Petr Keil, Jan Smycka

January 2016

Rule for joint (AND) probability is
\[ P(A \cap B) = P(A) \times P(B|A) \]
\( A \) and \( B \) can be swapped arbitrarily
\[ P(A \cap B) = P(B) \times P(A|B) \]
and so
\[ P(B) \times P(A|B) = P(A) \times P(B|A) \]
which we can rearrange to get
\[ P(A|B) = \frac {P(A) \times P(B|A)}{P(B)} \]
which is **the Bayes rule**.

We can replace \( A \) and \( B \) by model parameters \( \theta \) and the data \( y \) to get

\( p(\theta|y) = \frac {p(\theta) \times p(y|\theta)}{p(y)} \)

where

\( p(y|\theta) \) … likelihood

\( p(\theta) \) … prior

\( p(\theta|y) \) … posterior

\( p(y) \) … the horrible thing

\[ p(y)=\sum_\theta p(\theta) \times p(y|\theta) \]

\[ p(y)=\int_\theta p(\theta) \times p(y|\theta) d\theta \]

In most cases we can't calculate \( p(y) \). But we can calculate the ratio of \( p(\theta_1|y) \) and \( p(\theta_2|y) \):

\[ \frac{p(\theta_1|y) }{ p(\theta_2|y)}=\frac{p(\theta_1) \times p(y|\theta_1)}{p(\theta_2) \times p(y|\theta_2)} = \alpha \]

We can also say that

\[ p(\theta|y) \propto p(\theta) \times p(y|\theta) \]

We can use the ratio \( \frac{p(\theta_1|y) }{ p(\theta_2|y)} \) to sample from the posterior distribution by a numerical sampling algorithm called Markov Chain Monte Carlo (**MCMC**).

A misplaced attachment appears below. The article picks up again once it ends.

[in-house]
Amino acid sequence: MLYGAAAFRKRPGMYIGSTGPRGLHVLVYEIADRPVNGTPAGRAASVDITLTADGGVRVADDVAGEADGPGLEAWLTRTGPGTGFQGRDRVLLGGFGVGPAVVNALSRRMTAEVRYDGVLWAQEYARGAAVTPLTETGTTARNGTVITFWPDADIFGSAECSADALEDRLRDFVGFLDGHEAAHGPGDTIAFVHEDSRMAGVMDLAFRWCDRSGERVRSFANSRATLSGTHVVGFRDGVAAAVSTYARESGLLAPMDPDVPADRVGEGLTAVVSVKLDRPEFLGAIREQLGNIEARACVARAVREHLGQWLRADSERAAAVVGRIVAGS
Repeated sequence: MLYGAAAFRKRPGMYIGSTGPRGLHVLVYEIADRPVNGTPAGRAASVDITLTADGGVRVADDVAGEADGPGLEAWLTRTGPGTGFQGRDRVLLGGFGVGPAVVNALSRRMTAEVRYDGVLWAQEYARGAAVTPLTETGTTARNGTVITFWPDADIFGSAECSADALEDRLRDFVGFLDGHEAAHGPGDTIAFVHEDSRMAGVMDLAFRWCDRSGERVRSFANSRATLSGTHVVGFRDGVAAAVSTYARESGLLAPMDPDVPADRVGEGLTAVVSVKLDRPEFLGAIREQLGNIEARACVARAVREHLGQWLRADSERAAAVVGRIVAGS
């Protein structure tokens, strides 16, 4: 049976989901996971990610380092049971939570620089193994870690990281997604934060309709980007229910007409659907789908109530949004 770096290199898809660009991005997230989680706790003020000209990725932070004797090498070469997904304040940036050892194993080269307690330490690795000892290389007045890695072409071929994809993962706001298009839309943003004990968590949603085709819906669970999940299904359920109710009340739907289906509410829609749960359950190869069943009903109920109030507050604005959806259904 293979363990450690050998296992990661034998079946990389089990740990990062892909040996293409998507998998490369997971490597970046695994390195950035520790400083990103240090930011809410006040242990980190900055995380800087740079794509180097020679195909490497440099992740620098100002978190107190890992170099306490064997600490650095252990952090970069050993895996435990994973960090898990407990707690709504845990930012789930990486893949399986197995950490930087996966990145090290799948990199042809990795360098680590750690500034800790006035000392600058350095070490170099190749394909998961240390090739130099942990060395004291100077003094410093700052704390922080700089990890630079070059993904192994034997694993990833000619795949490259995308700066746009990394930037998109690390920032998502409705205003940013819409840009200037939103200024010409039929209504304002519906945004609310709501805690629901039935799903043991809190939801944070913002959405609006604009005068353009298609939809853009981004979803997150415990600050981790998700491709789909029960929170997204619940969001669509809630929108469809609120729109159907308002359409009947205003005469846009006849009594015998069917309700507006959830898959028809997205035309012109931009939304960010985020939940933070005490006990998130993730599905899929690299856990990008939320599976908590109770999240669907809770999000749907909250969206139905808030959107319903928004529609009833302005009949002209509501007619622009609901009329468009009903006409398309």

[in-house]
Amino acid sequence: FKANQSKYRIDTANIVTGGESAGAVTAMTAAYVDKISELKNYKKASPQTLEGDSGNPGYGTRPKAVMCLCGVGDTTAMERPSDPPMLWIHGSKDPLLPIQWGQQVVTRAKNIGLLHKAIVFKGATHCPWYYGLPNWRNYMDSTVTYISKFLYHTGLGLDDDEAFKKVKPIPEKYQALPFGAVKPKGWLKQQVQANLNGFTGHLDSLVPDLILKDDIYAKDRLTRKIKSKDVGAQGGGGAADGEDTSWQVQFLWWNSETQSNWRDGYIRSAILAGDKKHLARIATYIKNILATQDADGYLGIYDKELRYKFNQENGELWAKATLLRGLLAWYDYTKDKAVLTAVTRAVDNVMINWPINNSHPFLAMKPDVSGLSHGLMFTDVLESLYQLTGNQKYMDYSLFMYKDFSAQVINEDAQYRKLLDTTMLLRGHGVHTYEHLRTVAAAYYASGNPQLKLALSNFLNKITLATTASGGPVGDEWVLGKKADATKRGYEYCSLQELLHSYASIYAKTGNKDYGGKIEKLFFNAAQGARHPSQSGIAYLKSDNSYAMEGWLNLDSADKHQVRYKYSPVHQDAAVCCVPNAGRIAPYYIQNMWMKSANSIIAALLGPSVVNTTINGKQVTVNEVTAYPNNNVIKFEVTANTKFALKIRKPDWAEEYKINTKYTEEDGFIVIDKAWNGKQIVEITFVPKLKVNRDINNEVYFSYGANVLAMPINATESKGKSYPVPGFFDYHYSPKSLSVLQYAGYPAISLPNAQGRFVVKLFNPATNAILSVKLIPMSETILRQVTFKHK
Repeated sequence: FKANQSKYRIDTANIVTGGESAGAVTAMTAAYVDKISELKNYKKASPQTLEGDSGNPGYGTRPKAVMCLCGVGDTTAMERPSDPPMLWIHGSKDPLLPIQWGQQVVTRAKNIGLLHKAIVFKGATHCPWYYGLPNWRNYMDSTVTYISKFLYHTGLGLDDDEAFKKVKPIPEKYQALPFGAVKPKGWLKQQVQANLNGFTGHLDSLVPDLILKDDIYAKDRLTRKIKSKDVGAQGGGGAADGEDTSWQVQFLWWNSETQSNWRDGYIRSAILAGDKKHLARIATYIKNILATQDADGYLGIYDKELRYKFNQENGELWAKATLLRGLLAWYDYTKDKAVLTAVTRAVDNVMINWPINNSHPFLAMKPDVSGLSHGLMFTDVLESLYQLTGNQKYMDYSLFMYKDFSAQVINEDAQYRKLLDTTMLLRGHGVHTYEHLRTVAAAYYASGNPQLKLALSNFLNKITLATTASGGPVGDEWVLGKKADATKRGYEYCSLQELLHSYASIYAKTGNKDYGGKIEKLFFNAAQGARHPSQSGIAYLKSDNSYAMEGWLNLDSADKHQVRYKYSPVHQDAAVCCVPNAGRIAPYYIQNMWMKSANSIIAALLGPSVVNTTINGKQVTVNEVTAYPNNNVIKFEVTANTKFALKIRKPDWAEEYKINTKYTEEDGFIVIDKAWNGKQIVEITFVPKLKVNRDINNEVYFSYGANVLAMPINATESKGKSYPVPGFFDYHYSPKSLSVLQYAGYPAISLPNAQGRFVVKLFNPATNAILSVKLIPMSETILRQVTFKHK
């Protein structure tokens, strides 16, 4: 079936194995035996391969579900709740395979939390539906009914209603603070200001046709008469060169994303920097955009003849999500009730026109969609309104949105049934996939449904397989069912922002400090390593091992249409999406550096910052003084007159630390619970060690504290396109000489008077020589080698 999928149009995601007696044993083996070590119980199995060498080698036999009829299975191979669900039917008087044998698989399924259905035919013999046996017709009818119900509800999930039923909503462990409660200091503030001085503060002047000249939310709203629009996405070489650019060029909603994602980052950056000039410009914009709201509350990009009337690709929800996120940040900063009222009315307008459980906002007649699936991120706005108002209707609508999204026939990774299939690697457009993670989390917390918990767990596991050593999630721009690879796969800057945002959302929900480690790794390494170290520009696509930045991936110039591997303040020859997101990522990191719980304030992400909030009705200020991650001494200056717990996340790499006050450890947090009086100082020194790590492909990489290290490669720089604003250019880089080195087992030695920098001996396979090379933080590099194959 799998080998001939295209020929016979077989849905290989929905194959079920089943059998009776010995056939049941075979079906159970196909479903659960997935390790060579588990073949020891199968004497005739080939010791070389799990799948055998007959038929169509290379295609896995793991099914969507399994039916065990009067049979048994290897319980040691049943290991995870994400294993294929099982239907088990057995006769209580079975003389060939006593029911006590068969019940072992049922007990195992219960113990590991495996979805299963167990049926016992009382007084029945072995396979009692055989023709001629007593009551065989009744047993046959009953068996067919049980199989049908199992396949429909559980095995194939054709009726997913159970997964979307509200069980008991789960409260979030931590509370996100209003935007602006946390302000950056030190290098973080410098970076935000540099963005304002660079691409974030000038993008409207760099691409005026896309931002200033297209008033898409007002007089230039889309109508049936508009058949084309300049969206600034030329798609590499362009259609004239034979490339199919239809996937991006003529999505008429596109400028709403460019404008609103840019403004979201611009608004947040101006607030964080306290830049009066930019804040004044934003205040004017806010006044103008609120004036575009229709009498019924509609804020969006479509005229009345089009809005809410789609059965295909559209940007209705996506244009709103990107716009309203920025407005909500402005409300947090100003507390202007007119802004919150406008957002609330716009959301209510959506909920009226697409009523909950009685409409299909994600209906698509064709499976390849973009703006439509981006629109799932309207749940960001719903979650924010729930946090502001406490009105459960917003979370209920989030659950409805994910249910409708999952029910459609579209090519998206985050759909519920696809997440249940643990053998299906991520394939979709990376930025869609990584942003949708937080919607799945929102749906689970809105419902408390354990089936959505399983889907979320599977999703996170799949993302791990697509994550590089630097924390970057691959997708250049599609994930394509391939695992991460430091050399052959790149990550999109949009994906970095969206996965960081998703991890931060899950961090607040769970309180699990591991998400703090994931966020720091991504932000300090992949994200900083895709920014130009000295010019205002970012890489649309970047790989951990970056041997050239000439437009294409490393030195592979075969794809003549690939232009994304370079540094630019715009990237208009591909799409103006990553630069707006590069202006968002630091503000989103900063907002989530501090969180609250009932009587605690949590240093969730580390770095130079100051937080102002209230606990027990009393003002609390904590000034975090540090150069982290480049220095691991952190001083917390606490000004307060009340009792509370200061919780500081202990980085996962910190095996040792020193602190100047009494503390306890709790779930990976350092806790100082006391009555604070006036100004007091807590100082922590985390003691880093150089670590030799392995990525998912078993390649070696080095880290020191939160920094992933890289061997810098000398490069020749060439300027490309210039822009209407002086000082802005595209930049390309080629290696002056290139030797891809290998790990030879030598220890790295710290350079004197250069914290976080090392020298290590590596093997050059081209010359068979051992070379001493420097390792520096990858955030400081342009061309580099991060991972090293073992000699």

**Metropolis-Hastings algorithm**– See YouTube video, time 1:00 onwards.**Gibbs algorithm**

An example of Metropolis-Hastings MCMC estimation of mean (\( \mu \)) and standard deviation (\( \sigma \)) of a Normal distribution (by M. Joseph; R code here)

The result of three Markov chains running on the 3D Rosenbrock function using the Metropolis-Hastings algorithm. (Source: Wikipedia article).

\[ p(\theta|y) \propto p(\theta) \times p(y|\theta) \]

and not

\[ p(\theta|y) = \frac {p(\theta) \times p(y|\theta)}{p(y)} \]

**WinBUGS, OpenBUGS** www.openbugs.net – uses BUGS language

**JAGS** mcmc-jags.sourceforge.net/ – uses BUGS language

**STAN** - mc-stan.org

uses more sophisticated MCMC sampling than Gibbs or M-H

suffers less from steps autocorrelation

may be more efficient for complicated posteriors (cigars, camels)

language is more difficult to command then BUGS

(Integrated Nested Laplace Approximation)

Uses the idea that in certain types of models \( p(\theta_a|\theta_b, y) \) can be aproximated by normal distribution (note: \( \theta_a \) and \( \theta_b \) are two different parameters in the same model).

This makes the expression \( p(y|\theta) \times p(\theta) \) integrable.

It is fast.

Does not suffer from sampling issues.

Applicable only to some classes of models (for details see http://www.r-inla.org/models/latent-models).